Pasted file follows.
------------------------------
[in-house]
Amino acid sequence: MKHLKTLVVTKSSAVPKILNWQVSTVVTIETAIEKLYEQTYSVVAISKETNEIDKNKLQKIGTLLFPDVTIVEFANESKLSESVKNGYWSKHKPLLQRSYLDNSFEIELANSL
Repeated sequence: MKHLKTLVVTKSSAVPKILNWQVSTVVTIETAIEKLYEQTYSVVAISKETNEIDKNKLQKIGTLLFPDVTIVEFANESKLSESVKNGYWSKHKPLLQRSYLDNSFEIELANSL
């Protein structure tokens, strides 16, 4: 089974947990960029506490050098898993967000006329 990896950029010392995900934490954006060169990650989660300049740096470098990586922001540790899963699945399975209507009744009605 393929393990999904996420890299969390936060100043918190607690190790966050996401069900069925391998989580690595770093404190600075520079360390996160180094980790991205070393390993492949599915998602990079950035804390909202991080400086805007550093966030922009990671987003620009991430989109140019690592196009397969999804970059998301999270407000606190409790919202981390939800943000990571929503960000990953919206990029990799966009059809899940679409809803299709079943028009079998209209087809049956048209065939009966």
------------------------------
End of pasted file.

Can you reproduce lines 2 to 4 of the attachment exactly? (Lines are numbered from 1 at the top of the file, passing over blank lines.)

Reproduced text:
Amino acid sequence: MKHLKTLVVTKSSAVPKILNWQVSTVVTIETAIEKLYEQTYSVVAISKETNEIDKNKLQKIGTLLFPDVTIVEFANESKLSESVKNGYWSKHKPLLQRSYLDNSFEIELANSL
Repeated sequence: MKHLKTLVVTKSSAVPKILNWQVSTVVTIETAIEKLYEQTYSVVAISKETNEIDKNKLQKIGTLLFPDVTIVEFANESKLSESVKNGYWSKHKPLLQRSYLDNSFEIELANSL
């Protein structure tokens, strides 16, 4: 089974947990960029506490050098898993967000006329 990896950029010392995900934490954006060169990650989660300049740096470098990586922001540790899963699945399975209507009744009605 393929393990999904996420890299969390936060100043918190607690190790966050996401069900069925391998989580690595770093404190600075520079360390996160180094980790991205070393390993492949599915998602990079950035804390909202991080400086805007550093966030922009990671987003620009991430989109140019690592196009397969999804970059998301999270407000606190409790919202981390939800943000990571929503960000990953919206990029990799966009059809899940679409809803299709079943028009079998209209087809049956048209065939009966």